Bishop Shamana Reflects on General Conference, Sees Much Cause for Hope
June 05, 2008
Dear Brothers and Sisters in Christ,
I praise God for the gift of our General Conference that brought together nearly 1,000 United Methodists from four continents, 50 countries, and 129 annual conferences! The excitement and expectations were high in Fort Worth, Texas. The Spirit of God was among us as we looked toward the theme of A Future With Hope. The delegations were committed to their tasks and deliberations, which often lasted into the wee hours of the night. We were inspired by the worship and preaching that directed us toward God’s future and what we can be as a body of Christ.
Among the many exciting events was the ecumenical day that culminated in the vote to enter into Full Communion with the Evangelical Lutheran Church in America. It is expected that the Lutherans will also cast an affirmative vote at their General Assembly in August of 2009. These are positive steps toward enlarging God’s house as together we make disciples for the transformation of the world, to the glory of God – and live out Jesus’ prayer that we all might be one.
Some of you will remember that Bishop David Mullen, Bishop of the Sierra Pacific Synod of the Evangelical Lutheran Church in America, was our guest at Annual Conference in 2005. He preached a moving sermon and joined me in the ordaining of Elders and Deacons that year.
For the first time in the history of our Conference we have a member from this Conference elected to the Judicial Council, the highest decision making body in our denomination. Attorney Angela Brown, a member of Jones UMC in San Francisco, is the first to be elected to the Council. Thanks to our delegation, reserves, visitors, and pre-conference preparations at home, Angela was elected and flew to Fort Worth to be presented on the floor Thursday morning of the second week. We can all be proud and rejoice for and with Angela. Please see the April 28 Instant Connection article that presents her outstanding vitae.
Many delegates and visitors were deeply disappointed that the incompatibility language of 2004 Book of Discipline, Paragraph 161G, was not changed. Although it appeared that the amendment of compromise would pass, such was not the case. (You may link here to follow the journey of that petition.) Nevertheless, the way in which the witness on the second week was ultimately arranged shows the journey that has taken place since General Conference of 2004. To many it may seem that not much change has happened in four years, since Par. 161G has not changed fundamentally. But there have been many steps that can be interpreted as measurable movement toward full inclusion, even if by inches:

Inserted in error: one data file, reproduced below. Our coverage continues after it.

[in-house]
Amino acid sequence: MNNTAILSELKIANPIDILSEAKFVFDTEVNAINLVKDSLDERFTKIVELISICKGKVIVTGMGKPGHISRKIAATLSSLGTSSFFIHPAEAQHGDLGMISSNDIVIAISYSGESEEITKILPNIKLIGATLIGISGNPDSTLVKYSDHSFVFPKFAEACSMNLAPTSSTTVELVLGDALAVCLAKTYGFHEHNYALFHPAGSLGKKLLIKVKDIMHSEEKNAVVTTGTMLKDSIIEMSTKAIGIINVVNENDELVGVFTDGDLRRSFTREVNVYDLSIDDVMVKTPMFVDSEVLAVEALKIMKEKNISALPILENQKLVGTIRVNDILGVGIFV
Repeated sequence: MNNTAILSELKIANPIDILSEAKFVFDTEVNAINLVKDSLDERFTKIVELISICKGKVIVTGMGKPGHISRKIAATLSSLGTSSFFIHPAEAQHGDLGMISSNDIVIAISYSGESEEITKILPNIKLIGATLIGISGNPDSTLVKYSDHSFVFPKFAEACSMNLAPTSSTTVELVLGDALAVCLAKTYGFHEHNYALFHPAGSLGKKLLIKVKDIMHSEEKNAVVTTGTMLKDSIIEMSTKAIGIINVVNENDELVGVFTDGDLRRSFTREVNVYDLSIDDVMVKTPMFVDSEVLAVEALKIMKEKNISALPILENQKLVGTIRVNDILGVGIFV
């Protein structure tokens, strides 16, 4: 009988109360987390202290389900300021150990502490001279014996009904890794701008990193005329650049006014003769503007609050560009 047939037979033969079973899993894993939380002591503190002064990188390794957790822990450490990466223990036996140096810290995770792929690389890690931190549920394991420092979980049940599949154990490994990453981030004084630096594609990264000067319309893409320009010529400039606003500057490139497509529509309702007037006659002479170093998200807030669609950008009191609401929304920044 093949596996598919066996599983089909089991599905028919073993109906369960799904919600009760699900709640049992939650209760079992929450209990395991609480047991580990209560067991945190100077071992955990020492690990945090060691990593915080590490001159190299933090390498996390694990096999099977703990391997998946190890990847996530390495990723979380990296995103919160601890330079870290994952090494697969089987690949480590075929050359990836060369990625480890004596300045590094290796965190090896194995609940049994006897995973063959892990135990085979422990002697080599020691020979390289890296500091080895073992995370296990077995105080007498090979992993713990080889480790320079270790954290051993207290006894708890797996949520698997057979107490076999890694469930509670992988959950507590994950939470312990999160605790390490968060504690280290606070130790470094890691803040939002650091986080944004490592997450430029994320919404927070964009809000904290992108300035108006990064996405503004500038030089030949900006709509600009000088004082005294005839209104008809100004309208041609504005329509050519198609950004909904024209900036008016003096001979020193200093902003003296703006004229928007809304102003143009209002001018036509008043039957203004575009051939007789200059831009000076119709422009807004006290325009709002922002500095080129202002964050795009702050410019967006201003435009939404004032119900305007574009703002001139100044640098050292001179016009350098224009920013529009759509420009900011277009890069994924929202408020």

- A diverse and widely representative delegation from the Council of Bishops met several times with Coalition representatives to work toward an agreement on the floor witness. This group will continue to meet into the future.
- The Council of Bishops held several meetings to discuss our response and actions.
- An announcement was made to the General Conference as the witness began so that the conference would know the different roles that Bishops might choose in response to the witness and statement. Those roles were: a Presidential presence from the stage, offering prayers from the stage, joining the witness on the floor of conference with pastoral care for their delegations, and others. These were historic discussions and actions that demonstrated that we are not all of one mind, but we are of one body – the body of Christ. I chose to be among those who offered pastoral care and solidarity on the floor.
- The General Board of Church and Society decided by a vote of 21 to 17 to forward to the General Conference the petition wording that states, “while Christians of good faith differ on what Christian teaching reveals regarding gender and homosexuality, we affirm that God’s grace is available to all, and we will seek to live together in Christian community.” Four years ago this wording did not pass in the Board.
I believe that the emphasis on holy conferencing helped us be more civil and less rancorous in our discussions about homosexuality. Other issues such as abortion and pastoral authority on membership also benefited from this emphasis.
Our California-Nevada Conference delegation gave outstanding leadership in committees, in the halls, and on the floor. We look forward to their Annual Conference report in plenary on Saturday morning, June 21 at Annual Conference.
The four focus areas that will be the priority for our church, our general agencies, and the Council of Bishops are:
- Leadership Development – developing principled Christian leaders for the church and the world
- Starting New Churches – creating new places for new people by starting congregations and renewing existing ones
- Engaging in ministry with the poor
- Global Health – stamping out killer diseases by improving health globally
The full set of vision pathways for the United Methodist Church includes the above and these three additional vision pathways:
- Teach the Wesleyan way of reaching and making disciples of Jesus Christ
- End racism as we authentically expand racial/ethnic ministry
- Reach and transform the lives of the new generation of children
Sunday, May 11 was a high celebration of starting a new church in the Delta District of our Conference, Cho-un Korean UMC of Sacramento. How exciting it was to embrace this focus area of our denomination in this way. Let us continue our emphases in these four focus areas wherever we are in ministry – for the sake of God’s new reign and a changed world through Christ’s disciples.
As we move toward Annual Conference, where do you see signs of hope?
Your Bishop and Sister in Christ,
Beverly J. Shamana